PUTRAJAYA, July 4 (Bernama) — Two premises in Selangor – in Petaling Jaya and Puchong – were raided on July 1, on suspicion of committing offences under the Control of Supplies Act 1961 for selling cooking oil online via well-known e-commerce platforms.
The raid in Petaling Jaya involved a rented house while in Puchong involved a shophouse, and both were used as storage and packaging of groceries for sale online.
Ministry of Domestic Trade and Consumer Affairs (KPDNHEP) Enforcement director Azman Adam said the raid on the premises in Petaling Jaya found, among others, 255 kg of subsidised cooking oil in 1 kilogramme (kg) packets and other groceries stored at the premises before being sold online.
“Further inspection found subsidised cooking oil in 1 kilogramme (kg) packets totalling 255kg. The premises also failed to produce any permit or document under the Control of Supplies Act 1961 from the controller, to deal with the controlled goods,” he said in a statement today.
The action was taken against the premises on suspicion of committing an offence under Section 16 of the Control of Supplies Act 1961 and subregulation 3 (1) of the Control of Supplies Regulations 1974, he said.
He added that from the information obtained, each packet of 1kg cooking oil was sold at RM 2.50 each. Also seized were several other business-related documents for further investigation, with the total value of the seizure estimated at RM637.50. A statement from a local man who claimed to be an employee was also recorded to assist the investigation.
Meanwhile, in Puchong, the team found 27 units of 1 kg, 2 kg and 3 kg bottles of cooking oil stored at the premises.
“The premises produced a retail licence under the Control of Supply Act 1961 which is still valid but the address registered in the licence is different from the address of the premises that stores the controlled items,” he said.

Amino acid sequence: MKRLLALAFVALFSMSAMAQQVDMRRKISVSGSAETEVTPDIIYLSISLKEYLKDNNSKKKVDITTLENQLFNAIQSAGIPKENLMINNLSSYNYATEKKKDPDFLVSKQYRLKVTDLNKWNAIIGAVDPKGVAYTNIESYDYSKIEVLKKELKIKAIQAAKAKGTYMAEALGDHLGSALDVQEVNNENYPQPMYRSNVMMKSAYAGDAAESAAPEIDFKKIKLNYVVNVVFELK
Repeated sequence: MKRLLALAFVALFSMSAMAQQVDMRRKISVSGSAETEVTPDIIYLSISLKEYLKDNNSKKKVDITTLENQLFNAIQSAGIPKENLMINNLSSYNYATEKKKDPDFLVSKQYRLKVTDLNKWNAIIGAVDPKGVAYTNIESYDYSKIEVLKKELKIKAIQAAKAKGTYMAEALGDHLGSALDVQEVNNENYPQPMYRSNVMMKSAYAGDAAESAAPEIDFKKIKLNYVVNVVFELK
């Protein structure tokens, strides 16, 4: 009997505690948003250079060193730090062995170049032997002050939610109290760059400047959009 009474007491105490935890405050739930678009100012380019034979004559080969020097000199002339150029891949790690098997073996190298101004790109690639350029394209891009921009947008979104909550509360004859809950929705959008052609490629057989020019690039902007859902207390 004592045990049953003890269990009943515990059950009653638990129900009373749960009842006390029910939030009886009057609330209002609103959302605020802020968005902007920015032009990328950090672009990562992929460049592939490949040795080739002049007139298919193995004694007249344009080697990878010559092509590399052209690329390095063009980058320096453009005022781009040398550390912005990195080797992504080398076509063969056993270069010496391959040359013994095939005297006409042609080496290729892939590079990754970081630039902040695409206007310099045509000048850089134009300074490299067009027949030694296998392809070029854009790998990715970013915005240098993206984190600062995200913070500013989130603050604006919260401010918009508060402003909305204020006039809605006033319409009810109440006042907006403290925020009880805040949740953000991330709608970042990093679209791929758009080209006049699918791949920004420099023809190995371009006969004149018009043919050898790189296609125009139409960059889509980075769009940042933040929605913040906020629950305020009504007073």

A statement from a local woman who claimed to be the supervisor of the premises was recorded to assist the investigation as she was suspected of committing an offence under Section 20 (1) of the Control of Supply Act 1961 and the total value of the seizure estimated at RM858, he said.
Azman added that investigation papers had been opened and further investigations into the two cases would be conducted under the Control of Supplies Act 1961 to identify the cooking oil distribution chain involved, including information from where the cooking oil supply was obtained.
He said that companies could also be investigated under the Anti-Money Laundering, Anti-Terrorism Financing and Proceeds from Unlawful Activities Act 2001 (Act 613).
“KPDNHEP would like to give a stern warning to all traders who deal in controlled and subsidised goods, especially cooking oil, to always comply with the existing laws, and the ministry will not compromise with the parties involved in the misappropriation of controlled goods,” he said.
On June 30, Communications and Multimedia Minister Tan Sri Annuar Musa said Special Task Force on Jihad Against Inflation, which he chaired, detected actions of online sellers reselling one kilogram of subsidised cooking oil at RM27 for five packets, compared with only RM12.50 for five packets at the market.
Annuar has directed the Malaysian Communications and Multimedia Commission (MCMC) to take action under the existing laws, while KPDNHEP to follow up to ensure stern action is taken against the offenders.